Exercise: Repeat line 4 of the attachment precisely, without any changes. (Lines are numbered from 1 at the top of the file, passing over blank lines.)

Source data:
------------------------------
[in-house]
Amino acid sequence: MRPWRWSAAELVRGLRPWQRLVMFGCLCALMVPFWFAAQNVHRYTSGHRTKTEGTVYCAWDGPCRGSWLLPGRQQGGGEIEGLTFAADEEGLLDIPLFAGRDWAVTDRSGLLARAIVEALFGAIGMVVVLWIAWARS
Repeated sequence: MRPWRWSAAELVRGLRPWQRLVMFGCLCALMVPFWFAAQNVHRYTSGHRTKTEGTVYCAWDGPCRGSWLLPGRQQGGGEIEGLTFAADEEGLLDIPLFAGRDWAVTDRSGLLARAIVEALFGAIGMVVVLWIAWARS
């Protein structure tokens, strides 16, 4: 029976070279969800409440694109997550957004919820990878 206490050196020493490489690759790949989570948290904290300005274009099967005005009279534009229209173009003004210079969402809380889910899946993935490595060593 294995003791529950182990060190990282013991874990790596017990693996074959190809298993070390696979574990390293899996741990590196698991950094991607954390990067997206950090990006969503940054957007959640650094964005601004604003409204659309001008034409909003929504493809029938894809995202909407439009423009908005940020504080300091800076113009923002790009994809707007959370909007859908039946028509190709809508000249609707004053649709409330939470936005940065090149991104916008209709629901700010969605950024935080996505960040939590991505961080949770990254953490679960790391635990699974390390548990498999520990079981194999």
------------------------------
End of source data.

């Protein structure tokens, strides 16, 4: 029976070279969800409440694109997550957004919820990878 206490050196020493490489690759790949989570948290904290300005274009099967005005009279534009229209173009003004210079969402809380889910899946993935490595060593 294995003791529950182990060190990282013991874990790596017990693996074959190809298993070390696979574990390293899996741990590196698991950094991607954390990067997206950090990006969503940054957007959640650094964005601004604003409204659309001008034409909003929504493809029938894809995202909407439009423009908005940020504080300091800076113009923002790009994809707007959370909007859908039946028509190709809508000249609707004053649709409330939470936005940065090149991104916008209709629901700010969605950024935080996505960040939590991505961080949770990254953490679960790391635990699974390390548990498999520990079981194999």